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Our survey reveals salespeople’s competitive streak can be traced back to their childhood

written by sales-i Marketing Team

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We conducted a survey of 254 sales professionals across the UK and USA which has shown that their career paths may have been determined from an early age. Demonstrating the ambition and drive required to succeed in a sales career, more than two thirds (68 per cent) say they were made to earn their pocket money as a child, while a third (31 per cent) found their first employment aged just 13. Just eight per cent questioned in the survey, waited until they were 18 to find a paid job.On average, respondents to the survey met their monthly targets nine times and exceeded them in seven of the last 12 months.

Our analysis of the results shows that as children most salespeople already demonstrated a competitive nature: more than 70 per cent competed in at least one school sports team. Conversely, just 17 per cent chose to avoid, or were not included in, school teams. It’s a trait that sales professionals recognize in themselves, as shown by the 36 per cent that selected ‘competitive’ as their principal childhood characteristic. Qualities including ‘social’, ‘driven’ and ‘positive’ were also indicated.

Cary Cooper CBE, professor of organizational psychology and health at Lancaster University Management School, comments: “These results reveal an unmistakable personality type for salespeople. They are social, competitive and driven, with a positive outlook on life, not just in their work and career. And what’s really important is that salespeople define themselves in this way. It’s that level of confidence and self-awareness which is typical, and needed, in their role.”

Cooper continues: “Salespeople are the typical self-starters – they’ve had a job from an early age and they’re pragmatic. They’re used to being successful and can adapt to make sure they stay that way.”

This profile of a young salesperson is reinforced by the 66 per cent that deem themselves to have been popular during their school days. Only seven percent believe they were unpopular, while three per cent say they were bullied during these years.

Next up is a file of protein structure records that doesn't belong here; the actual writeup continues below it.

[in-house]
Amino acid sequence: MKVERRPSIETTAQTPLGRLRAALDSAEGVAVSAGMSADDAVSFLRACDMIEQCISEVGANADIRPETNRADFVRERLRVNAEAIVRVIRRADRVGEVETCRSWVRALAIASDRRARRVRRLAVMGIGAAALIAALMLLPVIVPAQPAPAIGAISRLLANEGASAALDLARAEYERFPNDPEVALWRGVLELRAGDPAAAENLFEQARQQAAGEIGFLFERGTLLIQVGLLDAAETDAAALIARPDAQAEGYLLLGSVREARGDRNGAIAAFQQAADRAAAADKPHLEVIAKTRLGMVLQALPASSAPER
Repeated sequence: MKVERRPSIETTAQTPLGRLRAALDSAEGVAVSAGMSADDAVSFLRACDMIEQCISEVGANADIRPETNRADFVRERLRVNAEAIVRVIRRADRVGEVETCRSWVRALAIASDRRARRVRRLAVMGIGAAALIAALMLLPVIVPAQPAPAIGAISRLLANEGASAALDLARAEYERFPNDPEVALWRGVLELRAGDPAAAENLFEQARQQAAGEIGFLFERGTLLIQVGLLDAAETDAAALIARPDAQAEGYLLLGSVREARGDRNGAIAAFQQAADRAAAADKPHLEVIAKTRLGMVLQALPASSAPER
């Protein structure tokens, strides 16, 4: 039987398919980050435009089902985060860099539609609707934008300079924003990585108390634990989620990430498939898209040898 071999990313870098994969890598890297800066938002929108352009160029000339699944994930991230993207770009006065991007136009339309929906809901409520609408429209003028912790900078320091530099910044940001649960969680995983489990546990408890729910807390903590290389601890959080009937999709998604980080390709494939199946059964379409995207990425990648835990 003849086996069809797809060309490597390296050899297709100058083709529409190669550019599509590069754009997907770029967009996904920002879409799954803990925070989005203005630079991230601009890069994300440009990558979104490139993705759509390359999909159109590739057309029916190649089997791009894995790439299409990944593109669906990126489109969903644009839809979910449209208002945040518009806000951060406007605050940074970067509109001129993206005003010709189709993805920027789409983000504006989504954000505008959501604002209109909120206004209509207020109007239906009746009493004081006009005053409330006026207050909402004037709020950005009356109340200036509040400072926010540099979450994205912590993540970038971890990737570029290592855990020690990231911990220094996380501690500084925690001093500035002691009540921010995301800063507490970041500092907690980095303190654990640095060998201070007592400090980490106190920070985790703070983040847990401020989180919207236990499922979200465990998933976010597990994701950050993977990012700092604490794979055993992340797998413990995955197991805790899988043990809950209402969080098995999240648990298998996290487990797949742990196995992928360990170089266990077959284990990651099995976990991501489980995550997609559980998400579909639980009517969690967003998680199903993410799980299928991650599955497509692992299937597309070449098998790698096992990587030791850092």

Aside from their inherent personalities and social choices, nurture may also play a role in the future salesperson’s career choice. While 92 per cent of respondents indicate that they have at least one sibling (39 per cent have more than three), 38 per cent are the eldest. Previous studies have indicated that firstborns have a tendency towards diligent personalities. These children often want to be the best at everything they do. They enjoy winning the hearts of those senior to them – an assumption supported by the 57 per cent who indicate ‘people pleasing’ as a key characteristic of their childhood personality.

While a clear profile of a salesperson in childhood can be demonstrated using the results, it’s interesting to note that less than 22 per cent pursued sales as their first career choice.

Professor Cooper says: It’s revealing that only a minority of salespeople say they set out to build a career in sales. A majority come from middle-class homes where the aspiration is often to move on to university, and then one of the professions. It’s a little different in the US where people are more willing to follow their parents into a sales career – in fact, you could say that selling is more of an accepted part of their culture in general.” In the USA 55 per cent of those with a parent working in sales chose sales as their first career choice, compared to 30 per cent in the UK.

On average, respondents to the survey met their monthly targets nine times and exceeded them in seven of the last 12 months. Of the salespeople who made up the survey’s respondents, 57 per cent say that nurturing by managers has helped them improve their selling ability.

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